This is where Denver has a severe disadvantage to other cities where “urban sprawl” is an option. Denver is locked in by other municipalities and unable to develop large tracts of land. We aren’t the only city with this problem; as a nation, home building has dropped significantly over the last decade, from an average of 26.3 million homes built per decade from 1970-2010, to only 5.8 million new homes built from 2010-2019. That’s a 77.8% change in the wrong direction! Denver needs new homes to add to the inventory to supplement existing home sales. The city can’t build out, so we have to build up. Increasing density via high- to medium-rise condominium development and finding a compromise to construction defect laws must happen.

Will the market crash?

Lending practices have been corrected since the great housing crash of 2008 and those buying homes are now generally well-qualified. As interest rates increase, I do believe things will start to slow down, but not crash. I mean, we are living through a pandemic that has rocked the world and our housing market is still going straight up! Now, we just need homes to build upwards as well.

April 2021 stats recap: Denver home bidding wars continue to drive up prices

I recently read an article published online by a Denver television network. It was titled: “Home out of range: 65% of Denver homes sell over asking price.” As I began to read, I didn’t even make it through the first sentence before I was met with disappointment. It started, “Littleton, Colorado…” So which is it, Littleton or Denver? Being a stats geek, I had to find out the actual number of Denver listings that closed at or above list price last month, in addition to pulling monthly stats (see below).

We’ve all heard the bidding war stories that are floating around and I knew the number would be high, but the numbers really were astonishing. In April, there were 1,519 homes that closed, and of those, 1,215 sold at list price or above. That means that a staggering 79.9% of homes sold at or above list price! Let that sink in a bit — now it makes even more sense why the median sale price for single family homes jumped another $20k from March, up to $650,000. 😳

Want more detailed information about the market in your neighborhood? Please reach out!

Real Estate Finance News Recap: April 2021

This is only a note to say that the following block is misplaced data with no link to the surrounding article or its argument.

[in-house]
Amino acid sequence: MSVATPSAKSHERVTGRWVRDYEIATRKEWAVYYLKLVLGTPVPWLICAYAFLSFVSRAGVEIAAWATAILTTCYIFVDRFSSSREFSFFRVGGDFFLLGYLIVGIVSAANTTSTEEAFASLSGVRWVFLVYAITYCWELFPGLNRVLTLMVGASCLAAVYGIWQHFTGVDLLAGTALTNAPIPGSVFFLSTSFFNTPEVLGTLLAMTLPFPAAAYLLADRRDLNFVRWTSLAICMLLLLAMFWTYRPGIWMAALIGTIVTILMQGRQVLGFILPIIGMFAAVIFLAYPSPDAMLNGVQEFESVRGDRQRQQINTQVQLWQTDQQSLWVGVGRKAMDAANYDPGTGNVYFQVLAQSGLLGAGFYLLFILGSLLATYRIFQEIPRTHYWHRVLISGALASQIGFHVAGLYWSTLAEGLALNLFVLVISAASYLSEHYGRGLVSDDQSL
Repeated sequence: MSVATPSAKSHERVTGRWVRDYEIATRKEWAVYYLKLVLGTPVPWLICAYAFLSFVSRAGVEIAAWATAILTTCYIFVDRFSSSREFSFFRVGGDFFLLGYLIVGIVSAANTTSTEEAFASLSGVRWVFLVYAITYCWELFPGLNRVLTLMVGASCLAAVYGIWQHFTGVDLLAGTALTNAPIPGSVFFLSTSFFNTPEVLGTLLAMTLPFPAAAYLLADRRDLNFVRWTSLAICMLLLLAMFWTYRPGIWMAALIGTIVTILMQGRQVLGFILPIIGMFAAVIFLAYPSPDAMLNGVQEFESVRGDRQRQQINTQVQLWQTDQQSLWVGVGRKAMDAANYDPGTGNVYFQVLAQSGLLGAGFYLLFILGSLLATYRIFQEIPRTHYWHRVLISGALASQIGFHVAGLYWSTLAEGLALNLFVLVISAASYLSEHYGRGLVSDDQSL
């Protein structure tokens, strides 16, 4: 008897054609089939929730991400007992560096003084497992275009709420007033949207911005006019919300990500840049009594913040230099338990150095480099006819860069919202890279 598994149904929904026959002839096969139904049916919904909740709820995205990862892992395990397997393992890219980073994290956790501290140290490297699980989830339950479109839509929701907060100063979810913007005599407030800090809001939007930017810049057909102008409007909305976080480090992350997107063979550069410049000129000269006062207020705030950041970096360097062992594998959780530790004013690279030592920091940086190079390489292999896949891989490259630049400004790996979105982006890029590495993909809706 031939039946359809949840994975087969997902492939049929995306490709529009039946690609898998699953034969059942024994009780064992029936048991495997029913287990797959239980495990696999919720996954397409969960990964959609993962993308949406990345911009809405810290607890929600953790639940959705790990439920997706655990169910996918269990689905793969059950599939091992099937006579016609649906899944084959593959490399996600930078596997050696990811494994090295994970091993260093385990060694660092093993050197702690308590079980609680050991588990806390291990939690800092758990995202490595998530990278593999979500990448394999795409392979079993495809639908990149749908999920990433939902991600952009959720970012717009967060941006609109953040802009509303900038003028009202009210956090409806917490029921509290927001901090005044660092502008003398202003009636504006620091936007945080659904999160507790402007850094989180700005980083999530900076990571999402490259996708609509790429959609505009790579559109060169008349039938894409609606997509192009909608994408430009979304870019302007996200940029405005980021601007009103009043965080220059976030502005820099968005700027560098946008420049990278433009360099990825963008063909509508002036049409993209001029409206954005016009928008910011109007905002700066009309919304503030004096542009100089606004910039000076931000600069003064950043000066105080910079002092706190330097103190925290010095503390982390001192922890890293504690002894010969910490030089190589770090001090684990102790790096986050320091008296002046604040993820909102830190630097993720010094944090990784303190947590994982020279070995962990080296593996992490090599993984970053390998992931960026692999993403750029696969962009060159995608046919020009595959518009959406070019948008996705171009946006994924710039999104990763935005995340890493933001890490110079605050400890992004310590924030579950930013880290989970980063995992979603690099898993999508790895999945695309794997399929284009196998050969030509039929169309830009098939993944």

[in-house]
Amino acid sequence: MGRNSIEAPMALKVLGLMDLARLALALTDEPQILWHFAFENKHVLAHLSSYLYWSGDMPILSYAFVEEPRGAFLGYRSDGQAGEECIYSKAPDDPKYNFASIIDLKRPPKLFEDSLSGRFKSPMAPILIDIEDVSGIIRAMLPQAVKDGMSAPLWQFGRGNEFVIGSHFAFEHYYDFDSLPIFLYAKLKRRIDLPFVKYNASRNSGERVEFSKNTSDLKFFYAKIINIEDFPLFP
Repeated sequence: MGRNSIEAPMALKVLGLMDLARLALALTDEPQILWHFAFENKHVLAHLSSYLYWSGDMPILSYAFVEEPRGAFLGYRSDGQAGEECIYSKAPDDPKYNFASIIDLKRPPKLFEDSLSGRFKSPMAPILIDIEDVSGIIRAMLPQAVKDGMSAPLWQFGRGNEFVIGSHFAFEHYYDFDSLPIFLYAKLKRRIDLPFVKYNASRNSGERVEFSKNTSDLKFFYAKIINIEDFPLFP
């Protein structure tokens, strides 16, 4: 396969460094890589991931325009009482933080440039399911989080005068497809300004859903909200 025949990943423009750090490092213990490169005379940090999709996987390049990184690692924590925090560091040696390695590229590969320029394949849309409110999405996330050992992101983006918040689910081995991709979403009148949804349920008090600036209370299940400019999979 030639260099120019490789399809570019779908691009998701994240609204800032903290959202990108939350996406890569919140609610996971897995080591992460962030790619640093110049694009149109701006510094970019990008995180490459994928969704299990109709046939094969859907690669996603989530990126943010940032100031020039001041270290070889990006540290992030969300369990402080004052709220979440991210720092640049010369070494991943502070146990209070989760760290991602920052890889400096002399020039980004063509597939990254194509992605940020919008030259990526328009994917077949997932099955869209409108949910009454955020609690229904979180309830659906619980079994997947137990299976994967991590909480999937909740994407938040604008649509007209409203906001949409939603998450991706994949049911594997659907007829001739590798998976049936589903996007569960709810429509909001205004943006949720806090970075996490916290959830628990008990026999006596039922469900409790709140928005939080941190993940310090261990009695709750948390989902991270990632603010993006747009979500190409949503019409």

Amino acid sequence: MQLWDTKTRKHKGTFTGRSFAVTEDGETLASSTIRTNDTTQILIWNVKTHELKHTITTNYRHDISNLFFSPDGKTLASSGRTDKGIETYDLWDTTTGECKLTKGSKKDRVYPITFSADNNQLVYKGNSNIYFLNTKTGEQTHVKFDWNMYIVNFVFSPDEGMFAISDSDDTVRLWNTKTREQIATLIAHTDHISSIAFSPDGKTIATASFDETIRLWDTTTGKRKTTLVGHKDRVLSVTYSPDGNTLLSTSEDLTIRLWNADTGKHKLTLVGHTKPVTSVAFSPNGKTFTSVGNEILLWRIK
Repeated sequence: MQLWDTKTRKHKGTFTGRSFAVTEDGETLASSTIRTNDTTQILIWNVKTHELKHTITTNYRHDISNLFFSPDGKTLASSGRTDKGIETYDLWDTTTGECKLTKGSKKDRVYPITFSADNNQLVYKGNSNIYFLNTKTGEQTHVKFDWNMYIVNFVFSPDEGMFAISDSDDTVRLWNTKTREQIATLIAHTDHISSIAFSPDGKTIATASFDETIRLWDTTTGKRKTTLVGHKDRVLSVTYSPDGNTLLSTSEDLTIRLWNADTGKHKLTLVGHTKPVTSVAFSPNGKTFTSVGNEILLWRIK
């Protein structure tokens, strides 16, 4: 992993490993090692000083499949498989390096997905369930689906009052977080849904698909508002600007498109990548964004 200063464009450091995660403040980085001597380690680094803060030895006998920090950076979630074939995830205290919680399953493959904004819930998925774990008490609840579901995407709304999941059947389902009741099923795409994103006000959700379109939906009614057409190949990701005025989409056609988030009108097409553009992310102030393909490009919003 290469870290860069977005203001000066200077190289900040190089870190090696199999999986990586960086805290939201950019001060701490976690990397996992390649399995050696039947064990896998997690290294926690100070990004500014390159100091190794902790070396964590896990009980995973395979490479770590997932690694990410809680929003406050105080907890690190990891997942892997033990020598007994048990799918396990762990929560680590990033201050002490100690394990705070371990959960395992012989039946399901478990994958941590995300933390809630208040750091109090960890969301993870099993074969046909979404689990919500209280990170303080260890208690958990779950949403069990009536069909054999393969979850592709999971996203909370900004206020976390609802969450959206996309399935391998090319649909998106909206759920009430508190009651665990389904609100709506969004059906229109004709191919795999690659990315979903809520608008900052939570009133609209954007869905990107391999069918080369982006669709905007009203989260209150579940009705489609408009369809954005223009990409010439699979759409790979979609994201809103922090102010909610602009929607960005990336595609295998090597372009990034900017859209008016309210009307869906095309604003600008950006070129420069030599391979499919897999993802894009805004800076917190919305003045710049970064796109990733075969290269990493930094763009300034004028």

Here’s a quick digest of what happened in real estate finance last month:

+ With median gains in home values between 6% and 11% among metro counties, Front Range homeowners can expect to see an increase in their tax bills.

Mortgage rates remain under 3%, but could become more volatile in the months to come.

Biden’s proposed tax hikes could be a ‘double-edged sword’ for real estate — what homeowners and investors need to know that could reduce returns on certain property sales.

 

Have questions about what’s happening in real estate in your neighborhood? Let’s chat!

Interested in the Denver real estate market? Subscribe to our weekly emails to get more information like this.

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Denver Real Estate News Recap: April 2021

Here’s a quick digest of what happened in Denver real estate last month:

+ Lack of crime, quality of public schools, cost of living, job opportunities, and local amenities placed 11 Denver neighborhoods among the top 25 places to live in Colorado, according to Niche.

+ Neighbors in Governors’ Park are banding together to encourage responsible growth as buildings considered landmarks are being torn down to make way for high-rise apartments.

The premium over list price is at an all-time high (think 104.1%) as more metro Denver buyers will pay whatever it takes to get under contract.

The 20 hottest real estate markets in the Denver metro area saw median home prices increase anywhere from 20% to a whopping 79% in 2020.

 

Have questions about what’s happening in real estate in your neighborhood? Let’s chat!

Interested in the Denver real estate market? Subscribe to our weekly emails to get more information like this.

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U.S. Real Estate News Recap: April 2021

Here’s a quick digest of what happened in U.S. real estate last month:

+ Many older millennials are burdened by housing costs, and it could keep them from reaching other financial goals.

+ What are the secret economic forces fueling the housing shortage? Inman’s Jim Dalyrymple II says increasingly expensive building supplies (think lumber, steel, and even paint) are driving up the cost of housing. Meanwhile, institutional investors are gobbling up to 20-30% of homes for sale, which is affecting inventory.